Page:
2020 was a year unlike any other. It goes without saying that the global pandemic shaped the world, our country, our province and our city in ways that we could never have predicted. This uncertainty has thrust upon the Kamloops business community and Venture Kamloops in mid-March. On the 18th of that month, the Board of Directors okayed the move of all staff to start working from home. It was on that date that the true value of our organization and the services we provide to the businesses and entrepreneurs in our city were put to the test. And, quite frankly, the results have been remarkable.
The first, and perhaps most overwhelming, aspect of the effects of the pandemic on business was the onslaught of information that was disseminated by all levels of government, business organizations and service providers. This was particularly impactful during the early days of the pandemic. In response, Venture Kamloops staff undertook the daunting task of understanding, interpreting and explaining the ever-changing information as quickly and as accurately as possible to as many Kamloops businesses as possible. In addition to distilling and posting this to our electronic channels, staff reached out directly to more than 400 businesses to ensure that those business owners were aware of the programs and initiatives that were available to them.
This began a trend of outreach that continues today and is unprecedented in the history of the organization. Staff reviewed every program we offer and adapted each one to accommodate circumstances imposed by the pandemic. We developed a streamlined version of VK Venture Advisors that went from being offered 9 times a year to twice a week. We opened our Start Here portal to include channels for businesses with specific pandemic-related issues. And through all this, staff hit the phones (and the Zoom!) to continue to touch base and offer support to as many Kamloops businesses as possible. The results of these efforts are documented. In 2020, Venture Kamloops counted 710 new clients. That’s an interaction rate of better than 1 of every 9 Kamloops businesses. The most in any previous year was in 2019, when the organization counted 295.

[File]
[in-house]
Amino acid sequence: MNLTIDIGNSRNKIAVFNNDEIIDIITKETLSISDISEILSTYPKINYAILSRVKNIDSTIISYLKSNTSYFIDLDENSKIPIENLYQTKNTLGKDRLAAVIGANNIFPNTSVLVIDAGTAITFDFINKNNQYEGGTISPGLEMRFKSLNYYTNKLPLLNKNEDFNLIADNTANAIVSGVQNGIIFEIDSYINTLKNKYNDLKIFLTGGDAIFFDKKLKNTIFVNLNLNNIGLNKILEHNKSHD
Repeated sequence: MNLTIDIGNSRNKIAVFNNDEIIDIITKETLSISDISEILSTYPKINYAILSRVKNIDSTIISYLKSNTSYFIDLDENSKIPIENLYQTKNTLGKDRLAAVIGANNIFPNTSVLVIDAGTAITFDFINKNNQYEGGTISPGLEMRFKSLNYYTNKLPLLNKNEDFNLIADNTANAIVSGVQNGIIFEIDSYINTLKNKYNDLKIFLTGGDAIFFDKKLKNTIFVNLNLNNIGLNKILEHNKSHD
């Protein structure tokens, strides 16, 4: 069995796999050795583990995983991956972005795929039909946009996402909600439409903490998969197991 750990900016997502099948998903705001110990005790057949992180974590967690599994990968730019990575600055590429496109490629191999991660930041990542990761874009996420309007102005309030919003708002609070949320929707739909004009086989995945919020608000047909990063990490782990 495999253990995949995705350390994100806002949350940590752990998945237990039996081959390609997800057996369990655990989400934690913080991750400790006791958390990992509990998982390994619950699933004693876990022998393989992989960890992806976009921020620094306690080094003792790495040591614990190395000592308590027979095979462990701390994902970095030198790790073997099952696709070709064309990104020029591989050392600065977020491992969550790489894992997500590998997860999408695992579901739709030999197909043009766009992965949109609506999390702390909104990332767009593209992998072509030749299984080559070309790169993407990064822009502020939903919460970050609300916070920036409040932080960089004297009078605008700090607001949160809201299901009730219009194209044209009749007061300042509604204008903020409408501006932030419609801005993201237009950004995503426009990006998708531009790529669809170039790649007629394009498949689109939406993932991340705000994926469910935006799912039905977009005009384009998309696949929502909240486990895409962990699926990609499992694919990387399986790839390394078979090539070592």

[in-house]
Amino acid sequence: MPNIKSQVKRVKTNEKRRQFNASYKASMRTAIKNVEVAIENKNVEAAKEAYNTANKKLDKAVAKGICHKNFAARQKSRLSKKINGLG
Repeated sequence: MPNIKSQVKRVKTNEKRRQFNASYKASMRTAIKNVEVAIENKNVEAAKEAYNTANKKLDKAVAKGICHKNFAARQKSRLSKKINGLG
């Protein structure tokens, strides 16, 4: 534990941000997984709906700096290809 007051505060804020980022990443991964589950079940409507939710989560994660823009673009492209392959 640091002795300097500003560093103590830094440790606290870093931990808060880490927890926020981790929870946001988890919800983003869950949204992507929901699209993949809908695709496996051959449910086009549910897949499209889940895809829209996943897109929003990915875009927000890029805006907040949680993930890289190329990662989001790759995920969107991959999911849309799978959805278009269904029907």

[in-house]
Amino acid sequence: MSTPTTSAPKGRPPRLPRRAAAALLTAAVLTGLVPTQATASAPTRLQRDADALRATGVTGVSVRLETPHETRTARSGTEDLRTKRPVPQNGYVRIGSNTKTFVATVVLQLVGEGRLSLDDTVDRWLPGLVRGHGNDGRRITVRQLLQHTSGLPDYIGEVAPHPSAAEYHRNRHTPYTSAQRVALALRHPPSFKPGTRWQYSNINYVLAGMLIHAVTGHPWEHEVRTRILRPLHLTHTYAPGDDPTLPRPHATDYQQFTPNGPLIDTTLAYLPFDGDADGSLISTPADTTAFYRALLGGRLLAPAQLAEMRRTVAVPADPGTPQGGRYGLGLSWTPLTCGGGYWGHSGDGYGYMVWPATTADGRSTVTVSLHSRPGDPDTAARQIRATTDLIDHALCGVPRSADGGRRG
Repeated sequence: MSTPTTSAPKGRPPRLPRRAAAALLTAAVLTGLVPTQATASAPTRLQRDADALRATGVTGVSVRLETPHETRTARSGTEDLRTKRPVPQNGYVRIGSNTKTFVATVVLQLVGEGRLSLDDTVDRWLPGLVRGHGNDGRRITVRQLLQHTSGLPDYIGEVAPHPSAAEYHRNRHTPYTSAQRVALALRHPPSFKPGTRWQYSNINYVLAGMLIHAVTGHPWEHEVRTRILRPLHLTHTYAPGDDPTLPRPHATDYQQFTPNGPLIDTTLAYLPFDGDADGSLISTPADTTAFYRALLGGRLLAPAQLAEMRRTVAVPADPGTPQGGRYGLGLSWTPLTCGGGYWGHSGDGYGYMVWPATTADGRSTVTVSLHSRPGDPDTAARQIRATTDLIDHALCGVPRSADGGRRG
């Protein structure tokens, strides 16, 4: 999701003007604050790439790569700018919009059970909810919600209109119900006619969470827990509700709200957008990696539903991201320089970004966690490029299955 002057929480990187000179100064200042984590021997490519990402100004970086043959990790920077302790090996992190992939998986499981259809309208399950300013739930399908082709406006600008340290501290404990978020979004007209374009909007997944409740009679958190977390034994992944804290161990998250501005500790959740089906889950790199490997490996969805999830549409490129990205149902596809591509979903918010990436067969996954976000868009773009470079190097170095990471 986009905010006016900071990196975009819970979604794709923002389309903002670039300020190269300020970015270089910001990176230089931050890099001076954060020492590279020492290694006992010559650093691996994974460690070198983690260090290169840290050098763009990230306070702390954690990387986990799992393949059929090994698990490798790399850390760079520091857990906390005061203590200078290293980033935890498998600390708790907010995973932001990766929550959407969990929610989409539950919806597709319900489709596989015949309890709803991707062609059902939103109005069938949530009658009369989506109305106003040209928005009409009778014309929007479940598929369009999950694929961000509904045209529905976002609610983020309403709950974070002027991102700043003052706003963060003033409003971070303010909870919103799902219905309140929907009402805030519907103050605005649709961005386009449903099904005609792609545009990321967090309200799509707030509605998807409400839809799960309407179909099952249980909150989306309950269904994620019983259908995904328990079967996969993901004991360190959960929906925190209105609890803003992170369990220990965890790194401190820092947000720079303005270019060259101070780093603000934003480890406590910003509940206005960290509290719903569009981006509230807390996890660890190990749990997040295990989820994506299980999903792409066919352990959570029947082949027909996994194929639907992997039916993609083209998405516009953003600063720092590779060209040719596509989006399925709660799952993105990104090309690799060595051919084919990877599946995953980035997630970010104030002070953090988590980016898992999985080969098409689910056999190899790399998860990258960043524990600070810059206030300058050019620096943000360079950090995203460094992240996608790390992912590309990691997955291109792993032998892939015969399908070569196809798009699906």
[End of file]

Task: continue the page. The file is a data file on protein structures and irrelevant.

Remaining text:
But the story of the year that was is not these numbers. The story is the perseverance of Kamloops entrepreneurs. Throughout the toughest of times, they were the driving force behind a local economy that refused to yield to the unimaginable pressures brought on by the pandemic. The city saw record numbers of new business licenses issued. The total number of active licenses grew by more than 200. Hundreds of businesses adapted their models, or pivoted to something entirely new. Of course, it wasn’t possible for every business to fend off the disastrous effects of the pandemic. Businesses made the painful decision to close and it took a toll on the owners and staff. We at Venture Kamloops felt the weight of these business and personal losses. It made us even more determined to do whatever we can to help businesses through the continuing health crisis.
That determination was shared by our partner organizations in Kamloops. This group of business support organizations came together early in the pandemic and formed #ykastrong, which combined the efforts of the group to focus on local support for local businesses. This effort has been recognized as a leading example of the positive work done during the toughest of times. Other initiatives have come to life as a result of discussions originated in this group that continue as I write this.
As we breathlessly look back at 2020, it is important to remember that the pandemic does not adhere to a calendar and the struggles of local business continue. We at Venture Kamloops are determined to spare no effort to make every Kamloops business successful. In 2021, we hope for an end to the pandemic, but we rely on Kamloops business to emerge stronger.
- Jim Anderson, Executive Director
TRU’s new $32 million Industrial Training and Technology Centre (ITTC) officially opened for learning.